Single malt whisky - tasting notes

18 Sep 2013

Johnnie Walker Red Label vs. Johnnie Walker 12 Year Old Black Label

Posted by: Ruben Luyten In: * Blends

Johnnie WalkerJohnnie Walker Red Label is the world’s best-selling Scotch whisky. It’s sold in almost every country, with yearly sales of over 130 million bottles. That’s almost 10% of the entire whisky industry.

In 1865 Alexander Walker, the son of John ‘Johnnie’ Walker, created Walker’s Old Highland, a house blend for his grocery store. The iconic square bottle was introduced in 1870, with a label angled at precisely 24 degrees.

In 1906 a black version of the bottle appeared, although it wasn’t until 1909 that the words Red Label and Black Label were added. Being part of the multi national Diageo group, the original Johnnie Walker plant in Kilmarnock, closed its doors in 2012 and production is now at different Diageo plants like Roseisle.

Johnnie Walker Red Label is a blend of grain and malt whiskies from around 40 different distilleries: Cardhu, Aberfeldy, Cragganmore, Linkwood, Glen Elgin and Royal Lochnagar among others. Black Label also relies on Talisker, Caol Ila and Lagavulin.

As the best-selling whisky, Johnnie Walker deserves a review on this blog. We’ll compare Red Label and Black Label side-by-side. Update: I’ve compared it to Johnnie Walker Double Black as well.

 

 

Johnnie Walker Red LabelJohnnie Walker Red Label
(40%, OB +/- 2013)

Nose: not bad actually, quite lively. Most prominent are a vague fruity sweetness with honey and herbal, heathery overtones. On the other hand the majority of the body is taken by malty notes and a slight alcoholic tang. Mouth: again quite pungent, more artificial and industrial than the nose. Young sugary malt. Lots of ginger and pepper. Faint hints of potpourri. Quite harsh. Finish: short, most of the flavours are gone but a tangy herbalness remains, alongside a subtle hint of smoke.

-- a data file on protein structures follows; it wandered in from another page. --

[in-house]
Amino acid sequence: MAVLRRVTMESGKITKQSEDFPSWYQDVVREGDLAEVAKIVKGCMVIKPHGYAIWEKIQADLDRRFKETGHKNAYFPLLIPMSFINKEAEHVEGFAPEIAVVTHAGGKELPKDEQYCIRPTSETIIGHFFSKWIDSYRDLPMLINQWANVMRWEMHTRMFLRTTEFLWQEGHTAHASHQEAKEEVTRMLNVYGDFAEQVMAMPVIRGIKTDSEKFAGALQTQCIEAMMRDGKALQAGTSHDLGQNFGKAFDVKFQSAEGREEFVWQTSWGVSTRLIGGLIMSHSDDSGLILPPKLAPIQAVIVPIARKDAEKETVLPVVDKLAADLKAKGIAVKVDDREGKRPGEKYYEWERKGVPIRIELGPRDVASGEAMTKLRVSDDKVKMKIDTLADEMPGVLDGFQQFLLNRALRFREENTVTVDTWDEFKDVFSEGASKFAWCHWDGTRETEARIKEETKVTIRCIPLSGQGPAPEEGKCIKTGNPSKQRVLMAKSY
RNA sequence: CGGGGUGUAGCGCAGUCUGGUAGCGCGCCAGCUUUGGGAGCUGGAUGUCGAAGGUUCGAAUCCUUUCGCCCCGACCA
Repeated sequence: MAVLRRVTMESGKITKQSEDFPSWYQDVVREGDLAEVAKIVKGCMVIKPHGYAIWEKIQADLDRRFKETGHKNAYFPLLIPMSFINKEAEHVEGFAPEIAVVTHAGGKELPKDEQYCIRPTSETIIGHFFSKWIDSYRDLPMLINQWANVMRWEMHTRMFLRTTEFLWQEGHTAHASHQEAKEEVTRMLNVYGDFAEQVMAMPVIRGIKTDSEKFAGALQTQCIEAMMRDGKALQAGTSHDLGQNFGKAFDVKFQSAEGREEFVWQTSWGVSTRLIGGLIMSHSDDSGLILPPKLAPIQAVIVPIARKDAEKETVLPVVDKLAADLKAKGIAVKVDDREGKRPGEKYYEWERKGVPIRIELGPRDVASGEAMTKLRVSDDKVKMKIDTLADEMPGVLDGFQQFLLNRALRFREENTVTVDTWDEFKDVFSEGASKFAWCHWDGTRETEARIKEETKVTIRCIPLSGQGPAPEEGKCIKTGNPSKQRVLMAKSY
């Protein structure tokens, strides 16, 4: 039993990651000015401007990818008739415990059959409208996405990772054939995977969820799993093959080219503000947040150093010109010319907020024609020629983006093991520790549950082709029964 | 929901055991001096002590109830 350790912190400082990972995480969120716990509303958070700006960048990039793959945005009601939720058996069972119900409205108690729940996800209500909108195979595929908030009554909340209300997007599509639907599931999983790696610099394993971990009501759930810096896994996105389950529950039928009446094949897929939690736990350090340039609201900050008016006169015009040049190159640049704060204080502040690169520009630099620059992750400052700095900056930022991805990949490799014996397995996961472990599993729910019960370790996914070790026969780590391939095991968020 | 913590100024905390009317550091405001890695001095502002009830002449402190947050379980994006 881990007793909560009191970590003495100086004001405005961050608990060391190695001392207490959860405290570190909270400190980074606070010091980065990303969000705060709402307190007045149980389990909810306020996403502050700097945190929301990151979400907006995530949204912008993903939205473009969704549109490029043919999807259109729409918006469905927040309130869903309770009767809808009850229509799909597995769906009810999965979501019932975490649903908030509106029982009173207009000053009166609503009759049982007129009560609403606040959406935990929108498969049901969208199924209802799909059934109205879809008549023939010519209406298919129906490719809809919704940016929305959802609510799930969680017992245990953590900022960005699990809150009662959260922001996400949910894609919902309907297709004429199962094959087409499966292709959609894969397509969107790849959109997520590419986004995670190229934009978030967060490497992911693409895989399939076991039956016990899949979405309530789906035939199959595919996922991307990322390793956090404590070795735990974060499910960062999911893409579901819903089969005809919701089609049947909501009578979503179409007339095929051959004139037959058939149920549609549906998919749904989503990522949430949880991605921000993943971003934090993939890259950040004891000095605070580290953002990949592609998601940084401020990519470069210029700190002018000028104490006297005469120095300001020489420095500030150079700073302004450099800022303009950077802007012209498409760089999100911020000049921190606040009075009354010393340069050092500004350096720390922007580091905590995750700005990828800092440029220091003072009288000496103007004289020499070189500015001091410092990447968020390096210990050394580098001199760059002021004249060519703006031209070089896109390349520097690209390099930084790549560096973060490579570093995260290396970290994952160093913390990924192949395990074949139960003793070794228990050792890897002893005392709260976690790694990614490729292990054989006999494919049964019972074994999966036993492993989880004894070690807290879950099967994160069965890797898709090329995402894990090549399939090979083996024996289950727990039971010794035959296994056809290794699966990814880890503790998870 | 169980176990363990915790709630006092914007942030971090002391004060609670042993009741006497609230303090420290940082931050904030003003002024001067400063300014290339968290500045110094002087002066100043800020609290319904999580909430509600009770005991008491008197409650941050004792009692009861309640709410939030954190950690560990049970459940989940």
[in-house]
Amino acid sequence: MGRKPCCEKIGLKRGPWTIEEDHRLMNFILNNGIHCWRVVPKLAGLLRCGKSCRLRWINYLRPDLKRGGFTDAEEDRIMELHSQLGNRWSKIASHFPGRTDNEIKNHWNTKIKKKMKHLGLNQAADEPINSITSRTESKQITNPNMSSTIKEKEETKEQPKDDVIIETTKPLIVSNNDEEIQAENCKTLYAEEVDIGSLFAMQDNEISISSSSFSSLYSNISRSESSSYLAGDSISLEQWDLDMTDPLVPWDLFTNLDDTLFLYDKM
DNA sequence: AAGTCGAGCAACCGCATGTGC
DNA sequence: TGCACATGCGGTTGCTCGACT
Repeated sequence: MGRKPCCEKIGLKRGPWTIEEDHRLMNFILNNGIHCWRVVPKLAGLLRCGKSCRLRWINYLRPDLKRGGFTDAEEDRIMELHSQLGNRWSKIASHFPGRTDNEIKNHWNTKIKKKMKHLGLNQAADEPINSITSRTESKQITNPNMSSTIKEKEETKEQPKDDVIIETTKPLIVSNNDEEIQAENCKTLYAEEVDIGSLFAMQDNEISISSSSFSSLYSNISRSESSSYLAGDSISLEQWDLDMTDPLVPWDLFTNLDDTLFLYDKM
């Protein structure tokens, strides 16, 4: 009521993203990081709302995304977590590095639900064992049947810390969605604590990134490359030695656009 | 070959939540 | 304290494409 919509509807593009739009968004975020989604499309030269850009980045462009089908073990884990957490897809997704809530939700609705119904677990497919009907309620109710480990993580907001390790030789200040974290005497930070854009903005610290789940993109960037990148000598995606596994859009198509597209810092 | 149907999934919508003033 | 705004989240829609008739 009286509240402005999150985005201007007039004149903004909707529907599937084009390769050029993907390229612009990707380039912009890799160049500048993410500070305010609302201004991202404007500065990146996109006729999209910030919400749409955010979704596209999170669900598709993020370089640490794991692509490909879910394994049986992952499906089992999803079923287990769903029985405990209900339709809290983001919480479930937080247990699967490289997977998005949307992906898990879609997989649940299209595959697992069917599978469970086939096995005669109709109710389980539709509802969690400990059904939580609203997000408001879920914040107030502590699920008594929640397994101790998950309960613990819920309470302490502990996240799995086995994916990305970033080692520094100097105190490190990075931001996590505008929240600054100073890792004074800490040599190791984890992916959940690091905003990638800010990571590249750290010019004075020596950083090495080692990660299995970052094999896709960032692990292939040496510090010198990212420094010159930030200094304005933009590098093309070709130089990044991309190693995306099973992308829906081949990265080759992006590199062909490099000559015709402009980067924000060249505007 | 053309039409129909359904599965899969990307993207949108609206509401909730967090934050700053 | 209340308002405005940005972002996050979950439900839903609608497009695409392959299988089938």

It’s too easy to say cheap blends are no good; Johnnie Walker Red Label is not all bad. It just doesn’t provide the complexity and smoothness in order to be savoured on its own. Only get this if you’re into a cheap Coke combo. Around € 15 in my local supermarket.

Score: 68/100

 

 

Johnnie Walker Black LabelJohnnie Walker Black Label 12 Year Old
(40%, OB +/- 2013)

Nose: immediately nicer, the fruity aspect is rounder and jammier. Some brighter citrus as well. Talisker provides a peppery note. Aniseed. Sweet vanilla biscuits. Maybe not as smoky as I expected. Less alcoholic. Nice enough. Mouth: quite some toasted / roasted flavours now. Maybe not real peat, but ashes, liquorice and toasted bread. Nice sourish fruits. Again a peppery kick. Some creamy toffee. Finish: medium long, rather sweet / caramelly again with some mixed spices.